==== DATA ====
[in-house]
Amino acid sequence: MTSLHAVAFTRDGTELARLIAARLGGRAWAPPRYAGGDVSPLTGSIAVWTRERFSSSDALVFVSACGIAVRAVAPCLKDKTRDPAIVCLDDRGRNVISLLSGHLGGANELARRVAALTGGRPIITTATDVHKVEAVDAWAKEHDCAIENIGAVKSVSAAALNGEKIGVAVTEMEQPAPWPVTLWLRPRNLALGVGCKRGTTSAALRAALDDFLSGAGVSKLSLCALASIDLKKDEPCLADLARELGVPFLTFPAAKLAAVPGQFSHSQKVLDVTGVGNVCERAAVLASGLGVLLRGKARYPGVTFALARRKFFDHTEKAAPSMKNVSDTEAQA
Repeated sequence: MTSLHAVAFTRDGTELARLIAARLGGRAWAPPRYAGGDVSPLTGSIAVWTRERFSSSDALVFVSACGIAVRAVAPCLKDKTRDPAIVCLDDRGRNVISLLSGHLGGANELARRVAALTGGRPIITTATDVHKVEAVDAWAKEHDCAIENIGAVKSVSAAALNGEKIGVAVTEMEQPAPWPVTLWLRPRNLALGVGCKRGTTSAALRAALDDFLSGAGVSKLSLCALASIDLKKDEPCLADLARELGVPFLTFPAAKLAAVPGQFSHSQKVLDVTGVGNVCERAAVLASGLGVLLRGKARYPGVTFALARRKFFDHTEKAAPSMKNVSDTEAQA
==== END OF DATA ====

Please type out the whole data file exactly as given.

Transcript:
[in-house]
Amino acid sequence: MTSLHAVAFTRDGTELARLIAARLGGRAWAPPRYAGGDVSPLTGSIAVWTRERFSSSDALVFVSACGIAVRAVAPCLKDKTRDPAIVCLDDRGRNVISLLSGHLGGANELARRVAALTGGRPIITTATDVHKVEAVDAWAKEHDCAIENIGAVKSVSAAALNGEKIGVAVTEMEQPAPWPVTLWLRPRNLALGVGCKRGTTSAALRAALDDFLSGAGVSKLSLCALASIDLKKDEPCLADLARELGVPFLTFPAAKLAAVPGQFSHSQKVLDVTGVGNVCERAAVLASGLGVLLRGKARYPGVTFALARRKFFDHTEKAAPSMKNVSDTEAQA
Repeated sequence: MTSLHAVAFTRDGTELARLIAARLGGRAWAPPRYAGGDVSPLTGSIAVWTRERFSSSDALVFVSACGIAVRAVAPCLKDKTRDPAIVCLDDRGRNVISLLSGHLGGANELARRVAALTGGRPIITTATDVHKVEAVDAWAKEHDCAIENIGAVKSVSAAALNGEKIGVAVTEMEQPAPWPVTLWLRPRNLALGVGCKRGTTSAALRAALDDFLSGAGVSKLSLCALASIDLKKDEPCLADLARELGVPFLTFPAAKLAAVPGQFSHSQKVLDVTGVGNVCERAAVLASGLGVLLRGKARYPGVTFALARRKFFDHTEKAAPSMKNVSDTEAQA